Sites contain hazardous materials
at $2.09 million, includes the 162,000-square-foot former Nabisco warehouse. The properties are connected.
Milstein, who owns Niagara Falls Redevelopment, acquired the properties in 2003, but did not start his case until 2011. Through Weinmann and appraiser Anthony A. Girasole, he argued that the properties were “shuttered” manufacturing facilities that can no longer be used that way because the zoning was changed in July 2009 to allow only commercial or residential use.
The facilities are in “poor condition” and have been vacant for 18 years, except for some storage use for the warehouse from 2015 to 2018, the judge noted. And Milstein’s team presented “uncontroverted evidence” that the sites contain significant hazardous materials and environmental contamination that must be remediated before they can be reused, the judge added.
Girasole and environmental consultant Raj Chopra of CEM testified that the Rainbow site contained asbestos, lead, mold, industrial waste and two 25,000-gallon diesel fuel tanks, according to court documents.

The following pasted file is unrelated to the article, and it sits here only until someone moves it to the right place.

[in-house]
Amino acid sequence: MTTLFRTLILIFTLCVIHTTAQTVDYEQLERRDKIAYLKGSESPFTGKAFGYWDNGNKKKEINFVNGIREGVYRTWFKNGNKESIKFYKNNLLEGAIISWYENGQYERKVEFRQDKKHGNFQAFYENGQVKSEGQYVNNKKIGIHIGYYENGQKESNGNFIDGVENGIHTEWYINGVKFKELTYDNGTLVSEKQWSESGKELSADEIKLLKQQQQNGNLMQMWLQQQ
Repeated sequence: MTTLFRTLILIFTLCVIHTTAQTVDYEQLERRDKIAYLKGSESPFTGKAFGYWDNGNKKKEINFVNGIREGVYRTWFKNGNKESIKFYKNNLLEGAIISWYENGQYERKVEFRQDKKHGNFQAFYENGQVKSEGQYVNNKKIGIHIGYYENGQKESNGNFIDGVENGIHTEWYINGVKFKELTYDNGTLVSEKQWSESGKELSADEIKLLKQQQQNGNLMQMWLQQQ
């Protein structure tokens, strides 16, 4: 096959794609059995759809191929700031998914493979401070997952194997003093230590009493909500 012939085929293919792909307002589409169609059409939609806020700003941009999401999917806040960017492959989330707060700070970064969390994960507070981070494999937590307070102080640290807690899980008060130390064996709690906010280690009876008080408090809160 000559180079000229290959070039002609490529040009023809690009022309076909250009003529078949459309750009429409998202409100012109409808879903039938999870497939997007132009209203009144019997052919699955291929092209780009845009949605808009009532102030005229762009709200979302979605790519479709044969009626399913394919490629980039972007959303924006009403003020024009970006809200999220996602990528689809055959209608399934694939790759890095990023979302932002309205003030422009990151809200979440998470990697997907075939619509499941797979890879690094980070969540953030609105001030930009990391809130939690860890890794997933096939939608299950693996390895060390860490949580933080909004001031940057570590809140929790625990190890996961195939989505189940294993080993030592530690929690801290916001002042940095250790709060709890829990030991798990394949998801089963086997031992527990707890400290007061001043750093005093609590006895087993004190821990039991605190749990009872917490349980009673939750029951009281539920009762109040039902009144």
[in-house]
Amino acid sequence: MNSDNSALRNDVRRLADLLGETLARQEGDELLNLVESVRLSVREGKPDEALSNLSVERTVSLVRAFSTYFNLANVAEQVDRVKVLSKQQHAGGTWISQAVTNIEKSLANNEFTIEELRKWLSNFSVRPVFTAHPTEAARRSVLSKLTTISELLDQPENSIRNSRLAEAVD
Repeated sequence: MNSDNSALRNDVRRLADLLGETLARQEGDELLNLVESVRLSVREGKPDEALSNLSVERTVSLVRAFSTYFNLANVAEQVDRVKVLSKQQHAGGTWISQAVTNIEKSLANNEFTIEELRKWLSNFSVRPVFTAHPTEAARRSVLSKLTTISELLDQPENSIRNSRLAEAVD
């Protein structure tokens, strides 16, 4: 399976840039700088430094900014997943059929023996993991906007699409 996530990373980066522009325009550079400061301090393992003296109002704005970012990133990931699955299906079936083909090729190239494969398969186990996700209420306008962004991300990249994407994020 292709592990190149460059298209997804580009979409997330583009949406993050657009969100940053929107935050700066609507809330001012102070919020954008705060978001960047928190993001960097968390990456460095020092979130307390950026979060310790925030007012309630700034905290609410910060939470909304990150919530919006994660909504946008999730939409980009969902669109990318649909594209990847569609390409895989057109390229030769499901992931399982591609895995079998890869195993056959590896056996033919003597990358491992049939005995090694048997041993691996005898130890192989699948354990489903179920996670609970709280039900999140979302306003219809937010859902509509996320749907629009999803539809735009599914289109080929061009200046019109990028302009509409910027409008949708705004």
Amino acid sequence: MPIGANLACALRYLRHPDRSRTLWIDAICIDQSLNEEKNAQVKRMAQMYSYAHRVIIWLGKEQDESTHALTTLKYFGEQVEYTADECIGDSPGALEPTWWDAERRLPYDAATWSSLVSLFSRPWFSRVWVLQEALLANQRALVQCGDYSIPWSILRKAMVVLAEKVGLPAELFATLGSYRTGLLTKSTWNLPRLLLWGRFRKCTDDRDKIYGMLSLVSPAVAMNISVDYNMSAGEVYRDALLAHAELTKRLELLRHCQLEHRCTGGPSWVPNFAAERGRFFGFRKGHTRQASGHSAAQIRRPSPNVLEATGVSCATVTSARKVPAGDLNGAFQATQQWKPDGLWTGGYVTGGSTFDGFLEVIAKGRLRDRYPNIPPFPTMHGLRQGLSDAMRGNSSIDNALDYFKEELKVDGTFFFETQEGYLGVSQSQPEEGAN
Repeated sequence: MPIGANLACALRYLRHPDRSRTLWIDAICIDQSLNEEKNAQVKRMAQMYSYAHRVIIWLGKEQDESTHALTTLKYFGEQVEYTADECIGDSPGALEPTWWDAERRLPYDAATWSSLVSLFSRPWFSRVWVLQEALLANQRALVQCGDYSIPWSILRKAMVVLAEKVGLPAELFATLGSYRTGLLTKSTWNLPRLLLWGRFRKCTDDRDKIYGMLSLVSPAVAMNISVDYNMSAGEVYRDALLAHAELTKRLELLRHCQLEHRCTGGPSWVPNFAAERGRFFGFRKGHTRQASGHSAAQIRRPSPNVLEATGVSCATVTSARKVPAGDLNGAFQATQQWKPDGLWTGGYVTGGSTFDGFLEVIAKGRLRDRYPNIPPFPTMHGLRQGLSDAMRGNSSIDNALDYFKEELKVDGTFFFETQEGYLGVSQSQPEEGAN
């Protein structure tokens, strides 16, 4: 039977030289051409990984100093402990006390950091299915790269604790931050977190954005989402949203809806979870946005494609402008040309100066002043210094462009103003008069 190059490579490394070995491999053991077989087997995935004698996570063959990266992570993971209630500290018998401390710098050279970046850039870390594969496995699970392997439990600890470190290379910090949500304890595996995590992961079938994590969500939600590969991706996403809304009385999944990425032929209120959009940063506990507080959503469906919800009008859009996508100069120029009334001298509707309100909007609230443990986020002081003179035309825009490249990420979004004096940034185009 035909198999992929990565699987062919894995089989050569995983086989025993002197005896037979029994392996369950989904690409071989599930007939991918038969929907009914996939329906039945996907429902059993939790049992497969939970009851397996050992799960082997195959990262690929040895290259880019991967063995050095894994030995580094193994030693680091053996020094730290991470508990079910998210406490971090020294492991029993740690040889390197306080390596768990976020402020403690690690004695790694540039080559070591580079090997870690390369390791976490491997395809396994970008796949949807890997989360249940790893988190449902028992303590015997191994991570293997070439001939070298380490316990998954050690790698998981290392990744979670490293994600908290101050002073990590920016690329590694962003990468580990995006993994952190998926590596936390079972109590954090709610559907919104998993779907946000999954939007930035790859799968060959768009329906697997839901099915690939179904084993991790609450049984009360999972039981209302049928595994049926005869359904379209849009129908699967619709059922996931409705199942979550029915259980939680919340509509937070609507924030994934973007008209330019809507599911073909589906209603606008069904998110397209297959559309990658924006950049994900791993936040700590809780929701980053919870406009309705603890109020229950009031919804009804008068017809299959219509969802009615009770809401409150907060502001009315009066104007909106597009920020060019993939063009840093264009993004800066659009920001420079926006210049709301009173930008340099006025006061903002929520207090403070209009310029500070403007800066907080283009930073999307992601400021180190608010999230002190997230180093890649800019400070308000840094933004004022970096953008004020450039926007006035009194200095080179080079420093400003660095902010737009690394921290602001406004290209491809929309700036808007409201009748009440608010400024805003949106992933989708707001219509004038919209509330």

“It’s a big eyesore to anyone who enters the city of Niagara Falls,” Weinmann said.
The site is east of downtown Niagara Falls. The surrounding area was traditionally heavy industry, with factories for Occidental Chemical and predecessor Hooker Chemical, as well as Moore Business Forms, E.I. DuPont, Olin Corp. and Washington Mills.
The judge noted that Chopra projected cleanup costs for Rainbow at $1.31 million, while Ontario Specialty Contracting estimated demolition and removal costs of $5.54 million, including asbestos abatement. That brought the value of that property down to zero, Girasole argued.
The Memorial Parkway property, on the other hand, is functionally obsolete and can’t be used for what it was originally intended, but should still be valued for assessment at $975,000, Girasole said.
GAR’s Allen asserted that the Nabisco warehouse was in “fair condition,” citing shortterm improvements to allow its use for rental storage. Combining the properties into one, he claimed that the assessment was $3.89 million as of July 2010 and had increased to $4.43 million by July 2016. But the judge found those values to be excessive and unjustified.